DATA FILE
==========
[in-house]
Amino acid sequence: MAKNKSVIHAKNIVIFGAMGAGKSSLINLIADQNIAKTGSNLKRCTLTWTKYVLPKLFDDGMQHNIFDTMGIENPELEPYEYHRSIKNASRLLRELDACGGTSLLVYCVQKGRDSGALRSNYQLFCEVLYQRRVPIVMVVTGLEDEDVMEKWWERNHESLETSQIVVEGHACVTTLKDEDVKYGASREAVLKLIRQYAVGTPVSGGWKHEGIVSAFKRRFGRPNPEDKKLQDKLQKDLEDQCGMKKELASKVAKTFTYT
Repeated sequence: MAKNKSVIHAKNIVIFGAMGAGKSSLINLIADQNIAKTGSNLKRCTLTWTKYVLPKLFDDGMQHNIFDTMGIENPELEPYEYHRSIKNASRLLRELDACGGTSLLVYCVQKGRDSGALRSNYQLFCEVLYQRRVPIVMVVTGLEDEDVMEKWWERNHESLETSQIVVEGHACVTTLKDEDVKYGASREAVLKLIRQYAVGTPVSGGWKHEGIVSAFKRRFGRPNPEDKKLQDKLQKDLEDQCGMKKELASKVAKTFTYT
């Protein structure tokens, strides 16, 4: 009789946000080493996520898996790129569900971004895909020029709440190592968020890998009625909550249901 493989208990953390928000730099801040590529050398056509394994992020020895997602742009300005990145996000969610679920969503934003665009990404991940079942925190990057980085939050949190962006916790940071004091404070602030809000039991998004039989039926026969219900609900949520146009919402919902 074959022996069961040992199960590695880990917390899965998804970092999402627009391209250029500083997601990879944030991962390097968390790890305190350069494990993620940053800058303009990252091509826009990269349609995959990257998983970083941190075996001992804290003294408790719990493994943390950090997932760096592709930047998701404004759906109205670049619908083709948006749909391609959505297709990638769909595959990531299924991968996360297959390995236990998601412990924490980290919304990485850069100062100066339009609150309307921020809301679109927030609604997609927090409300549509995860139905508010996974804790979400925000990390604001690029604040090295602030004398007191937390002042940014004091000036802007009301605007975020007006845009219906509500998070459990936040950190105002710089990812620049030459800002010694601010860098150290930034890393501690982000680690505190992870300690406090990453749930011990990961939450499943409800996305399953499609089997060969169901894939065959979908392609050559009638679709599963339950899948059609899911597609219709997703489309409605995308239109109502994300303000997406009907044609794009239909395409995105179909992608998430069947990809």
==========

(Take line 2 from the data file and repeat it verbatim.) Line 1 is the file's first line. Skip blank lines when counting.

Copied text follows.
Amino acid sequence: MAKNKSVIHAKNIVIFGAMGAGKSSLINLIADQNIAKTGSNLKRCTLTWTKYVLPKLFDDGMQHNIFDTMGIENPELEPYEYHRSIKNASRLLRELDACGGTSLLVYCVQKGRDSGALRSNYQLFCEVLYQRRVPIVMVVTGLEDEDVMEKWWERNHESLETSQIVVEGHACVTTLKDEDVKYGASREAVLKLIRQYAVGTPVSGGWKHEGIVSAFKRRFGRPNPEDKKLQDKLQKDLEDQCGMKKELASKVAKTFTYT